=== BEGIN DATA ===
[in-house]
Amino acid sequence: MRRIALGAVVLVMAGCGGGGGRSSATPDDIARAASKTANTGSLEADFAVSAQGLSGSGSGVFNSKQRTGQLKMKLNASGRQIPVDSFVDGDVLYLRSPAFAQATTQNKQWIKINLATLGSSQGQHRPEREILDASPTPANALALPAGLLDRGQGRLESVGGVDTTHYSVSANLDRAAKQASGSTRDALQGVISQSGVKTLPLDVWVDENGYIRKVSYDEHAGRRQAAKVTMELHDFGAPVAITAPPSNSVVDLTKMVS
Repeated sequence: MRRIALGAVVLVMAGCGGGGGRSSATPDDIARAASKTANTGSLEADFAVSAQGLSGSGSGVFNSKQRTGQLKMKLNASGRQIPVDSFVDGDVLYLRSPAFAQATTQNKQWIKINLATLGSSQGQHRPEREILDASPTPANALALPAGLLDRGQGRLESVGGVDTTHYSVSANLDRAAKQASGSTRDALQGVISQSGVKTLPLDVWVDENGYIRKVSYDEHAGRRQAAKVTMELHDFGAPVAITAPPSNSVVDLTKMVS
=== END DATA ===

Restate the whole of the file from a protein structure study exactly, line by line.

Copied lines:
[in-house]
Amino acid sequence: MRRIALGAVVLVMAGCGGGGGRSSATPDDIARAASKTANTGSLEADFAVSAQGLSGSGSGVFNSKQRTGQLKMKLNASGRQIPVDSFVDGDVLYLRSPAFAQATTQNKQWIKINLATLGSSQGQHRPEREILDASPTPANALALPAGLLDRGQGRLESVGGVDTTHYSVSANLDRAAKQASGSTRDALQGVISQSGVKTLPLDVWVDENGYIRKVSYDEHAGRRQAAKVTMELHDFGAPVAITAPPSNSVVDLTKMVS
Repeated sequence: MRRIALGAVVLVMAGCGGGGGRSSATPDDIARAASKTANTGSLEADFAVSAQGLSGSGSGVFNSKQRTGQLKMKLNASGRQIPVDSFVDGDVLYLRSPAFAQATTQNKQWIKINLATLGSSQGQHRPEREILDASPTPANALALPAGLLDRGQGRLESVGGVDTTHYSVSANLDRAAKQASGSTRDALQGVISQSGVKTLPLDVWVDENGYIRKVSYDEHAGRRQAAKVTMELHDFGAPVAITAPPSNSVVDLTKMVS